Why don’t Pakistanis talk about Abdus Salam more?

On his 93rd birth anniversary, we honour the first Pakistani Nobel Laureate


By Cutacut Editorial Team

Today is the 93rd birth anniversary of Abdus Salam, the first Pakistani Nobel Laureate.

In his honour, we have gathered some information and facts you may not have known about the physicist and certainly would not have read in our text books:

Born in Jhang on January 29, 1926, Salam’s father was an official from the Department of Education. According to nobelprize.org, Salam was welcomed by his entire hometown on his bicycle ride back to home from Lahore, where he had received the highest marks ever recorded for Matriculation. In 1946, he was awarded with a scholarship that would earn him a BA (Hons) degree from Cambridge.

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Later, he even received the Smith’s Prize for the most outstanding contribution to physics. Salam came back to Pakistan in 1951 as the head of Punjab University’s mathematics department but to pursue a career in theoretical physics, he moved abroad in 1954. After serving as the Chief Scientific Adviser to the President of Pakistan at the time, Ayub Khan and Fazal Illahi Chaudhry, Salam received his Nobel Prize in 1979.

Salam started off his Nobel prize Banquet speech by mentioning Pakistan and concluded by calling for “equal opportunities to all so that they can engage in the creation of Physics and science for the benefit of all mankind.”

He did not use any of the prize money on himself or his family, but to help physicists from developing nations.

But why doesn’t anyone in Pakistan really talk about him?

In 1980, Salam was invited to Quaid-e-Azam University in Islamabad. However, after reaching the city, the late physicist was barred from entering the university premises due to student members of right-wing parties, according to the BBC. The reason? Sectarian hatred caused by a 1974 law that declared the Ahmadiyya community – to which Salam belonged – as non-Muslim.

Pervez Hoodbhoy, a physicist who was among the organisers, said, “The ceremony was organised to honour Dr Salam, and was to be held at QAU’s Department of Physics, which was founded by one of his former students, Dr Riazuddin. The situation grew extremely tense; I clearly remember, they were threatening that they would break Dr Salam’s legs if he dared enter the university campus; we had to call off the programme.” Ever since, there has been no mention of Salam – even in our history textbooks. Any mention of his name provoked a backlash from those who claim themselves to be the “guardians of the faith”.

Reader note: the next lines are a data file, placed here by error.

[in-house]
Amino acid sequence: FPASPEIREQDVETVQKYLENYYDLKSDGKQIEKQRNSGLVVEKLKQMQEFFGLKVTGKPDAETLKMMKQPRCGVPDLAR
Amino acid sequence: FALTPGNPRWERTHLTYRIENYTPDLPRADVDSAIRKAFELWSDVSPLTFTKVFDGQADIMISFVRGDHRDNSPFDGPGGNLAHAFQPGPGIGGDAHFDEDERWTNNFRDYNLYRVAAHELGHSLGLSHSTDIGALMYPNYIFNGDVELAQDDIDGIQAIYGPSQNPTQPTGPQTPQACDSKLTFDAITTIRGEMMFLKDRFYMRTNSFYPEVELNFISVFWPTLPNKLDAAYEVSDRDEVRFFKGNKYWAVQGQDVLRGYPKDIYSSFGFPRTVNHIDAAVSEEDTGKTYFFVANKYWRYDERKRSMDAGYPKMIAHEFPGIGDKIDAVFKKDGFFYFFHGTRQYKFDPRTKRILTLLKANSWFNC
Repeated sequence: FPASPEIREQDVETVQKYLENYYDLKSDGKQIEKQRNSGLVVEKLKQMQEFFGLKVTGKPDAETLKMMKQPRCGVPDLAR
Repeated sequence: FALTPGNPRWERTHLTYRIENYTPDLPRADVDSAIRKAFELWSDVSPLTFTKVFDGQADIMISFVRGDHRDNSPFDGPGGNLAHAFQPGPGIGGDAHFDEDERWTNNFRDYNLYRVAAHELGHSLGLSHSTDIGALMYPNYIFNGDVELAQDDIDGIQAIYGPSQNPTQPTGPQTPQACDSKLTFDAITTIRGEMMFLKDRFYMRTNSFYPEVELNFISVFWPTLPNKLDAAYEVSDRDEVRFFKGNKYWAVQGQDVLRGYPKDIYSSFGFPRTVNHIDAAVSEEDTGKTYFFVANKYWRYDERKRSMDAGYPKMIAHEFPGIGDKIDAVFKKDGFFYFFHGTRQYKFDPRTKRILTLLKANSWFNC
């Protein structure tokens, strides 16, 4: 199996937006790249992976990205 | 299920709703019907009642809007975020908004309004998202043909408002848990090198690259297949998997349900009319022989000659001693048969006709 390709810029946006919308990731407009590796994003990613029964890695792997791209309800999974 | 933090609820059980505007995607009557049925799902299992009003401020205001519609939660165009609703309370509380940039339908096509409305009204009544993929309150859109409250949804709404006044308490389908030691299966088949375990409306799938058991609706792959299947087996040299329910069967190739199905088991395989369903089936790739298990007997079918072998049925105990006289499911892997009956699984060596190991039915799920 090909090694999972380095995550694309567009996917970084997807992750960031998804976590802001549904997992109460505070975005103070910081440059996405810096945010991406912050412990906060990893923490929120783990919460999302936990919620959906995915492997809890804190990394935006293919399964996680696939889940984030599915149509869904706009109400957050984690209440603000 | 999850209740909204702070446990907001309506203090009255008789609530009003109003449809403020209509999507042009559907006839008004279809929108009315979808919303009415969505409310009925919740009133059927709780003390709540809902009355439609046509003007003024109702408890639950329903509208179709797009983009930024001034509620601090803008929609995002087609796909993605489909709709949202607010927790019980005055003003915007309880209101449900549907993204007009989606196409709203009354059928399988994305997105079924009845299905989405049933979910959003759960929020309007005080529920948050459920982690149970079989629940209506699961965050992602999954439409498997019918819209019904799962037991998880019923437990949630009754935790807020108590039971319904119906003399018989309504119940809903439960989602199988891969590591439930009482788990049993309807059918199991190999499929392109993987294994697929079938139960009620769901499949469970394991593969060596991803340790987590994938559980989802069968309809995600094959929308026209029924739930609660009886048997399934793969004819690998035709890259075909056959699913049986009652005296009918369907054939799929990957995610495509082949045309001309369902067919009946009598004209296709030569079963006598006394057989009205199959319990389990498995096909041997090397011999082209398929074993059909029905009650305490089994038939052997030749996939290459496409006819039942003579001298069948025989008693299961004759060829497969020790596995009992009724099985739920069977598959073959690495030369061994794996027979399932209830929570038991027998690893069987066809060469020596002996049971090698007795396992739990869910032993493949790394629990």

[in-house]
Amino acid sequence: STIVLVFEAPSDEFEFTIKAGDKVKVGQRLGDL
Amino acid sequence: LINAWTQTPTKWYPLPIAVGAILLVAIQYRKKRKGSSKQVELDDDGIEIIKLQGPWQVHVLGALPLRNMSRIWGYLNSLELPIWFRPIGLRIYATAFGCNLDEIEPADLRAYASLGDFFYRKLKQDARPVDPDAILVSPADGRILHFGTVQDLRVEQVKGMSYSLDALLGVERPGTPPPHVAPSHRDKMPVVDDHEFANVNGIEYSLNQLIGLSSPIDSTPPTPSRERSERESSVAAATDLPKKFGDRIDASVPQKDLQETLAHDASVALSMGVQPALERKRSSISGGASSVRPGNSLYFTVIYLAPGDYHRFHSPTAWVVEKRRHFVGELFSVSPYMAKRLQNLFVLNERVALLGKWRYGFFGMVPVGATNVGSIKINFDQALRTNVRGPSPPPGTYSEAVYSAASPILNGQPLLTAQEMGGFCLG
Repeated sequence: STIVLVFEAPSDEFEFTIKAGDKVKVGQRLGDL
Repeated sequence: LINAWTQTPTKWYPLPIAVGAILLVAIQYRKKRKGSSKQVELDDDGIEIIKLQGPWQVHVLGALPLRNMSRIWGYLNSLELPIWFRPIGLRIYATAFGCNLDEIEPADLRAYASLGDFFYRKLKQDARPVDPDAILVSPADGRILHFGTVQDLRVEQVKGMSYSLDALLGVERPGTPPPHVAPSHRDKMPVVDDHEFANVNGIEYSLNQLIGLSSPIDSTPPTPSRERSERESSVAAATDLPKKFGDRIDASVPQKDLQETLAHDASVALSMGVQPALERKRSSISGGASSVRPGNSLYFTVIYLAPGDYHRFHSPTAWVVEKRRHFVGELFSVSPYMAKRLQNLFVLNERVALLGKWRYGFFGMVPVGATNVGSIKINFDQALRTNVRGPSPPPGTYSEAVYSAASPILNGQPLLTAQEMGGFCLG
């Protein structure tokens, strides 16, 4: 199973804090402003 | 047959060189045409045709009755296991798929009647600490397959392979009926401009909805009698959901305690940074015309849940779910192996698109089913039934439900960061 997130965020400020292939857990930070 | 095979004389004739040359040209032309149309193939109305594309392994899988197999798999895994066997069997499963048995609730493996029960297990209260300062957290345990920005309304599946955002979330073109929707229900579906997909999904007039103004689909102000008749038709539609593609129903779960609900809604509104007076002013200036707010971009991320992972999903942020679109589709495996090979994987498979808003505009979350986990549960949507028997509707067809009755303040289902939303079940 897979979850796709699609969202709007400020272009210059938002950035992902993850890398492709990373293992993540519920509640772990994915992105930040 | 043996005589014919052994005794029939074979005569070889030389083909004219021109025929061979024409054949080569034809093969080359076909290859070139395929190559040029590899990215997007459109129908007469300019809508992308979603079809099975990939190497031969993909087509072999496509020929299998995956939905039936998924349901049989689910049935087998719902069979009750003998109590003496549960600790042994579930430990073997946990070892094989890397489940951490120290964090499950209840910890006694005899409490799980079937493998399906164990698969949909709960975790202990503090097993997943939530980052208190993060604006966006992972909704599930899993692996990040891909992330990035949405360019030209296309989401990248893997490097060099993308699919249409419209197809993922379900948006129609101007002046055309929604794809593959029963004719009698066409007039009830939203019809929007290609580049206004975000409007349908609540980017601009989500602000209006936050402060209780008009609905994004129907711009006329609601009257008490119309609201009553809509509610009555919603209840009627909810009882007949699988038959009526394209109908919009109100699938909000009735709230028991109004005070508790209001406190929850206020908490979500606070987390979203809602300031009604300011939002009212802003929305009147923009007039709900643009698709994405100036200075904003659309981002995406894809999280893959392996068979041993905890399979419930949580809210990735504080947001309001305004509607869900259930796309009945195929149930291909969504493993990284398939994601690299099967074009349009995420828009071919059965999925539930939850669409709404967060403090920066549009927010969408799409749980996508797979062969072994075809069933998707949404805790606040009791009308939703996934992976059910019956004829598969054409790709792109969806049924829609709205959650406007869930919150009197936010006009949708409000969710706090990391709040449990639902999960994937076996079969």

It wasn’t until 37 years later that Nawaz Sharif – then Prime Minister of Pakistan – took a step to honour him. Upon watching a show commemorating Salam’s 20th death anniversary, Sharif made a phone call asking the National Centre of Physics to be named after the Nobel Laureate. Hoodboy believes that Sharif’s move came as a step to undo the wrongdoing of Pakistan in failing to honour Salam. He said, “The decision shows that Pakistan wants to become a ‘normal’ country, and Nawaz Sharif would like to change its image from a state promoting extremist ideologies to one that can overcome obscurantism and own up to its heroes, Muslim or no Muslim.” But the very next day, the Ahmadi sect’s headquarters in Rabwah was raided. Four people were arrested and a printing press was shut down on claims that it was publishing “hate material”.

In 2017, a leader of Sharif’s own party Pakistan Muslim League-Nawaz (PML-N), Captain Muhammad Safdar, launched a tirade against the Ahmadiyya community in the National Assembly and criticised the renaming of Quaid-i-Azam University’s (QAU) physics centre after Professor Dr Abdus Salam, according to Dawn.

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Salam breathed his last on November 21, 1996. His body was returned to Pakistan and over 30,000 people attended his funeral prayers. He was buried in Rabwah next to his parents’ graves with a tombstone that read: First Muslim Nobel Laureate. In 2014, his tombstone was defaced and the word ‘Muslim’ was covered. To this day, not many remember the countless scientific contributions he made, to put Pakistan on the world map.

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